E.ON UK’s Robin Rigg Offshore Wind To Power Up

E.ON UK’s offshore wind farm Robin Rigg is expected to begin producing electricity within the next week, reports the Cumbrian Times & Star. Energy firm E.ON is building the £330 million [US $543 million] scheme of 60 turbines on a sandbank seven miles off the West Cumbrian coast.

A spokesman said: “We are looking to get the first power out in the next week or so. It is dependent on the situation with the tides and the weather.”

A cable-laying barge and support vessel can be seen off the coast near Flimby laying the second of two cables that will carry energy from the turbines to a substation at Seaton.

The cables are buried beneath the beach and the sea bed and stretch out to sea, where they connect with an offshore substation at the wind farm. Initially they will only receive the energy from eight wind turbines but once completed Robin Rigg should provide enough energy to power 120,000 homes.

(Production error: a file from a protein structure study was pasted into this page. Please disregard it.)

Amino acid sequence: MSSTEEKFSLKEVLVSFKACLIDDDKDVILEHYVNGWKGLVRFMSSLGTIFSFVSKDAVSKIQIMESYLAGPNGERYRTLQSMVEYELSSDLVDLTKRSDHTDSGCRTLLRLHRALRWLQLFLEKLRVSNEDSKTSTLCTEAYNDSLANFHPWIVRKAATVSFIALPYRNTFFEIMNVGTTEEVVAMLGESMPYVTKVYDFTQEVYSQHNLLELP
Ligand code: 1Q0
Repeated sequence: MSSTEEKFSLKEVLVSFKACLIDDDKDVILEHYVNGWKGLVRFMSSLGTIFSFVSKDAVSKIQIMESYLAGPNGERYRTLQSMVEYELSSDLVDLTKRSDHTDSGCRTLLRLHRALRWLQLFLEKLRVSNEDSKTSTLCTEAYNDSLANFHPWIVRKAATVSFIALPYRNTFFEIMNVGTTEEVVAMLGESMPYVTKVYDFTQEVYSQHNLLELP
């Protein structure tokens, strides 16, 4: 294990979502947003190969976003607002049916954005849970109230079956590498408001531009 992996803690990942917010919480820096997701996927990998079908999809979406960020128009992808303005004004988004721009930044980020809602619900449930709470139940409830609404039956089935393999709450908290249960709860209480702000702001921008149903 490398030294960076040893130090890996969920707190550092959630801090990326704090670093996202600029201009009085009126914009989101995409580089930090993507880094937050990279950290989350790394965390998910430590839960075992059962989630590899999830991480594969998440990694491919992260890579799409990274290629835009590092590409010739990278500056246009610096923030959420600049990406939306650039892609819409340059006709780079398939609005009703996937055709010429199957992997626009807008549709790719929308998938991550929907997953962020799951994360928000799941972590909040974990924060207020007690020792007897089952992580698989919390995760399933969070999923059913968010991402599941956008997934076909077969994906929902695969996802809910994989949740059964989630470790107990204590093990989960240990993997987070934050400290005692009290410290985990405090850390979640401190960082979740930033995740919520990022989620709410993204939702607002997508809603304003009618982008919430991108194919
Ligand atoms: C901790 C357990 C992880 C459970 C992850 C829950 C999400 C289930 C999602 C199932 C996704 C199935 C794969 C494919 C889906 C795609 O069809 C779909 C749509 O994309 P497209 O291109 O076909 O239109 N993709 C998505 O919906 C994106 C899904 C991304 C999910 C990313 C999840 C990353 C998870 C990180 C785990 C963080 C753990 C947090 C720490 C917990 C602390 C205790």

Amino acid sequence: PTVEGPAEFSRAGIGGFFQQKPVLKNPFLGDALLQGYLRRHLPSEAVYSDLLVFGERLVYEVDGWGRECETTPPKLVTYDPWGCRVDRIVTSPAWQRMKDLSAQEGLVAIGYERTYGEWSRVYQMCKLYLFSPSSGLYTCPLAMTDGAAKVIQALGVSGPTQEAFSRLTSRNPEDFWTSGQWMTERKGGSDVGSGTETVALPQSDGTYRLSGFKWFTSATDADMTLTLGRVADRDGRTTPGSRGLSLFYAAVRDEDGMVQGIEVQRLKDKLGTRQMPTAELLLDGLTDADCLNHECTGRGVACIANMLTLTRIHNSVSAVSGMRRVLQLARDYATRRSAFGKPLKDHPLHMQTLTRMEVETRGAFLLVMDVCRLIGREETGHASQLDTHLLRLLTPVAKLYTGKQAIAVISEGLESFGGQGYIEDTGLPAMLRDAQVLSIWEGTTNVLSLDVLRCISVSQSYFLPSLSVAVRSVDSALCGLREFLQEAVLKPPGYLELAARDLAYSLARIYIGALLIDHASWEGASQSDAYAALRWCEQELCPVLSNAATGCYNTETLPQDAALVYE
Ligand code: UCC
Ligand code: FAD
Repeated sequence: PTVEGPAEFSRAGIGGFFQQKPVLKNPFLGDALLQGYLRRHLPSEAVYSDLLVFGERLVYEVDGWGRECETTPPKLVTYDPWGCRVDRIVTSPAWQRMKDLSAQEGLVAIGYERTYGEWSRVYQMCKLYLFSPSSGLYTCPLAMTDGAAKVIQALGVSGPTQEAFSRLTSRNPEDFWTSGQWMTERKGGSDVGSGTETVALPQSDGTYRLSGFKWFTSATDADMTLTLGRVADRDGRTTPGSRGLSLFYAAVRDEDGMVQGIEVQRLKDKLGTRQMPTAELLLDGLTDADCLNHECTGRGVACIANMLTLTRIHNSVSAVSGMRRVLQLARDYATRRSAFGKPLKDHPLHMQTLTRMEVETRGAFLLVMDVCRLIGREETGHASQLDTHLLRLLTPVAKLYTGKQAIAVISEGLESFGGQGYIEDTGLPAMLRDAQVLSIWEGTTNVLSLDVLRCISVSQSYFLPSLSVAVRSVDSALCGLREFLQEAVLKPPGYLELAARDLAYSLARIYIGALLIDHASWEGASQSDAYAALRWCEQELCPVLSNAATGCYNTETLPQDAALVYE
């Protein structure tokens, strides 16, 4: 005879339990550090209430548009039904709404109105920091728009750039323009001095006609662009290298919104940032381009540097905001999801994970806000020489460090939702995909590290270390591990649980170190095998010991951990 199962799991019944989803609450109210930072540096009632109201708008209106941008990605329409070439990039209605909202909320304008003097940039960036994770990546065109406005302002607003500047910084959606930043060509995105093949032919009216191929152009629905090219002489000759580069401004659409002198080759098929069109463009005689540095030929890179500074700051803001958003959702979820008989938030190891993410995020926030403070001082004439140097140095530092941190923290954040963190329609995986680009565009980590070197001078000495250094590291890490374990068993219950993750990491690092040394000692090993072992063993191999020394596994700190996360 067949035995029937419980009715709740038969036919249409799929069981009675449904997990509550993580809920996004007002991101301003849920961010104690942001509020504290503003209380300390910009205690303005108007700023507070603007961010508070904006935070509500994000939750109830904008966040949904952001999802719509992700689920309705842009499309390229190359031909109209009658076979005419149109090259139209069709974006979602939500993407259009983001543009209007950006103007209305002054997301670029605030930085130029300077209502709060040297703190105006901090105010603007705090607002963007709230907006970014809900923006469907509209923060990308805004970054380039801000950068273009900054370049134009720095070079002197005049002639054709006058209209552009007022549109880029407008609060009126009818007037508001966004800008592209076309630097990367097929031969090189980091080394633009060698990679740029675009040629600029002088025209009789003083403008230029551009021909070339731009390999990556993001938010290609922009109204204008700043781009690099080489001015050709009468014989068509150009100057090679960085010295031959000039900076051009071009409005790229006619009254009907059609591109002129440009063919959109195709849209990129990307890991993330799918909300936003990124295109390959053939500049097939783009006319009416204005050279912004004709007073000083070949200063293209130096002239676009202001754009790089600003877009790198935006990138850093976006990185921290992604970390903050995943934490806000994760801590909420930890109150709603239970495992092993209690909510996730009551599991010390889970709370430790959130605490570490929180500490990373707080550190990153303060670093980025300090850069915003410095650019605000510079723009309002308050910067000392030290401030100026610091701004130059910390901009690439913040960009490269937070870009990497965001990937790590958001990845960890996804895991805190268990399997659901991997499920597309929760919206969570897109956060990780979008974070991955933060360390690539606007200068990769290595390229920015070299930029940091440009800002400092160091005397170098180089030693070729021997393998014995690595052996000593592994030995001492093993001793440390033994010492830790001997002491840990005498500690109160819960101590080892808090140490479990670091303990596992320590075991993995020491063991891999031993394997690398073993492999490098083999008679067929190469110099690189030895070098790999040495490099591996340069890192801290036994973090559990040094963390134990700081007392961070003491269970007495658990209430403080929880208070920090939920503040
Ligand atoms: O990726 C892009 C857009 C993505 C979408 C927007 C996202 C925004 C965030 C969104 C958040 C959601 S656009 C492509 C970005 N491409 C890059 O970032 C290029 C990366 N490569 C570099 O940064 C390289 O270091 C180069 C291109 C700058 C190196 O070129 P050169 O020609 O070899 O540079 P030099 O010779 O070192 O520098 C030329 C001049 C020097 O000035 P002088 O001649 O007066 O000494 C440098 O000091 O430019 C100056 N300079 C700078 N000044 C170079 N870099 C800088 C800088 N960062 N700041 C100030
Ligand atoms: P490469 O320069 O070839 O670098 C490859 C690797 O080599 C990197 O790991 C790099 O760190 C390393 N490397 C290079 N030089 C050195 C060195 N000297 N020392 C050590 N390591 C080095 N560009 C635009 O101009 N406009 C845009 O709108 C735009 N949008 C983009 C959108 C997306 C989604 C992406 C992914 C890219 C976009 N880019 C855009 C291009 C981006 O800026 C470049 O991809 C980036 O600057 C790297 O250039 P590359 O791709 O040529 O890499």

The spokesman said: “It is only the first eight that are connected up and we will then start to look at connecting the others. This will be an opportunity to check that everything is working.”

The construction project has been hit by a number of delays but E.ON is confident of completion before the end of the year.

This article was reprinted with permission from Power Engineering as part of the PennWell Corporation Renewable Energy World Network and may not be reproduced without express written permission from the publisher.

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